With all this talk lately about the over-saturation of superhero media, people tend to forget how barren the scene used to be. Sure, mine was the generation raised on Tim Burton’s Batman and the “X-Men” animated series, but they were the scant few examples of quality entertainment that muscled their way through the out-of-touch competitors holding the genre back. Eight-year-old me yearned so passionately for things to get better, which is why he couldn’t help but get excited over the ads for a strange new movie found in the pages of his beloved “Silver Surfer” books. It was called The Meteor Man, featuring an unknown hero but a huge cast of familiar (and funny) faces. Of course, I instantly ate the flick up when I got my hands on the VHS, but unfortunately, time hasn’t been its greatest ally. As admirable as The Meteor Man is for its innocence and total lack of cynicism, it makes for a pretty awkward watch, with the filmmakers too hesitant to go as far as they should to leave their desired impression upon viewers.
When it comes to fight or flight, schoolteacher Jefferson Reed (Robert Townsend) is the first to start flapping his wings. The man is as mild-mannered as they come, opting to run and ride when confronted with any sign of danger. It’s the only way to survive in a neighborhood like his, which has been all but overrun by a gang known as the Golden Lords. But Jefferson’s days of ducking out of sight come to an end one fateful night, when he’s struck by a giant, green hunk of meteor. Not only do all of his wounds heal quickly, the incident also endows him with a number of super powers. From incredible strength to communicating with dogs, Jefferson uses his newfound gifts to rid his community of the crime infesting it as a hero dubbed “the Meteor Man.” Unfortunately, our man’s crusade has irked the Golden Lords something awful, and the gang responds by going after his loved ones…just as his abilities begin to fade…
The Meteor Man bears a close thematic resemblance to another maligned ’90s superhero flick, Steel. We laugh now at Shaq’s acting and how conspicuously rubbery that “metal” suit was, but to give the film credit, its heart was in the right place. It stumped for community strength, family values, and keeping the streets safe, all noble virtues that The Meteor Man holds equally dear. Townsend (who also wrote and directed the film) seeks to spin a more grounded yarn than the genre usually sees, with Jefferson addressing those immediate concerns he’d ran away from for so long instead of launching himself into global heroics. There’s an optimism at work here that’s rarely seen in superhero media these days, as Townsend wholeheartedly believes in his movie’s capacity to inspire good and do away with the real-life versions of the plights he depicts. Having cut him a $30 million check, MGM was certainly sold on his vision enough to not only help give it life but to make the whole thing look fairly spiffy, as well. But positive vibes aside, the film — much like its protagonist, pre-super powers — feels too unsure about what it is to make the sort of difference that it’d like.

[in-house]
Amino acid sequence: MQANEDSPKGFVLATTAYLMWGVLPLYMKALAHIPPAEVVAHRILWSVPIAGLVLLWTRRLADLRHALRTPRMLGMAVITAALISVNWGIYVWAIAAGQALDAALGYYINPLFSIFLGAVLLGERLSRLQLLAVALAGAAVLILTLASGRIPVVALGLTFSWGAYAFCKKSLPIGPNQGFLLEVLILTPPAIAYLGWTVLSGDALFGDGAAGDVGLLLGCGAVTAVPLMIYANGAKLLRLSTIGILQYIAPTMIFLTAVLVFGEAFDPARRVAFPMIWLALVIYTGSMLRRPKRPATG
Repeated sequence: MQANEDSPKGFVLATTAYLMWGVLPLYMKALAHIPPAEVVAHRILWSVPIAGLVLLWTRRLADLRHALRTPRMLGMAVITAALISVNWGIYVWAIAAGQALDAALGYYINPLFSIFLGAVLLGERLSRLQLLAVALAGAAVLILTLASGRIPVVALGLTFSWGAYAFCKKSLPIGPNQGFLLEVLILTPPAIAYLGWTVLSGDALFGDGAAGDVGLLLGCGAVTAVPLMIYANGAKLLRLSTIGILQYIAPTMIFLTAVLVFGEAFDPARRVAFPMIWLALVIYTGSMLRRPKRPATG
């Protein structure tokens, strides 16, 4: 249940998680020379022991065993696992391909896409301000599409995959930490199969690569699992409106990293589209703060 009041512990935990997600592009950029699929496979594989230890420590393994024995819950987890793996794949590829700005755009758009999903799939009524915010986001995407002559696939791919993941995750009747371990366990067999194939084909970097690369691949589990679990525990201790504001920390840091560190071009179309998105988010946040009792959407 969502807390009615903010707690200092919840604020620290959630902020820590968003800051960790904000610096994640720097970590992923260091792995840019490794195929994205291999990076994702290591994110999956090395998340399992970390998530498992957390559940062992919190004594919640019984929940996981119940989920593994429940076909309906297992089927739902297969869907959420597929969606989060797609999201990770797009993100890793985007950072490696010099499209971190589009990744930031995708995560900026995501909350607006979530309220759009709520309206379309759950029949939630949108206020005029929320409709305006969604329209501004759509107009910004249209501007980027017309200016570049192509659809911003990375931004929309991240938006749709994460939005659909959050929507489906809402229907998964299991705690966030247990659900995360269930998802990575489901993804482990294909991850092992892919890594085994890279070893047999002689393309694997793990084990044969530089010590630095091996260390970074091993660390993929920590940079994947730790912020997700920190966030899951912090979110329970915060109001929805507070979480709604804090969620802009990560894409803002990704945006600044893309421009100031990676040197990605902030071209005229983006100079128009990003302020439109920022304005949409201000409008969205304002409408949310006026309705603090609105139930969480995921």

In short, The Meteor Man just doesn’t know how seriously to take itself. The picture’s look and PG-friendly study of gang violence strongly suggest that Townsend wanted to create a legit new superhero saga, yet strewn about are brief and random comic interludes that seem swiped from a straight-up spoof. Most of the latter scenes entail Jefferson’s laundry list of talents, the majority of which are established to service one or two measly jokes. If you’re waiting for Meteor Man’s heat vision or ability to memorize a book’s contents for thirty seconds to have any bearing aside from providing a quick gag, then get comfortable. These moments all add up to a lot of comedic dead weight, vain attempts at levity that do no favors to the somber message Townsend is trying to get across. Speaking of which, Townsend’s own muted performance plays a significant role in dragging down the movie’s tone; he’s fine as the soft-spoken Jefferson, but his blandness doesn’t go away for the whole running time, robbing the character’s arc of a truly triumphant finale. Also not helping is how the enormous supporting cast — comprised by the likes of James Earl Jones, Eddie Griffin, Don Cheadle, Marla Gibbs, and many more — is so bold and colorful, which only enhances our protagonist’s unengaging persona.
The Meteor Man means well, but its reluctance to be both too silly with its humor and too grim with its conflicts render the movie a fairly dull stalemate. I dug it as a kid and (for some reason) despised it as an impetuous college grad, and right now, my feelings fall squarely in the middle, torn between admiring its ambition and being bored by its execution. Some see the recent rise in superhero cinema as a scourge, but if it means being able to pull off concepts like the ones The Meteor Man presents more smoothly, then I welcome it with open arms.
The Meteor Man (1993), directed by Robert Townsend.
Written by Robert Townsend.
Starring Robert Townsend, Marla Gibbs and Eddie Griffin.
The Meteor Man is available on Blu-ray, courtesy of Olive Films.
The Meteor Man is also available to buy from Amazon.co.uk; plus if you decide to make a purchase after following the link provided you will have supported Attack From Planet B, so thank you.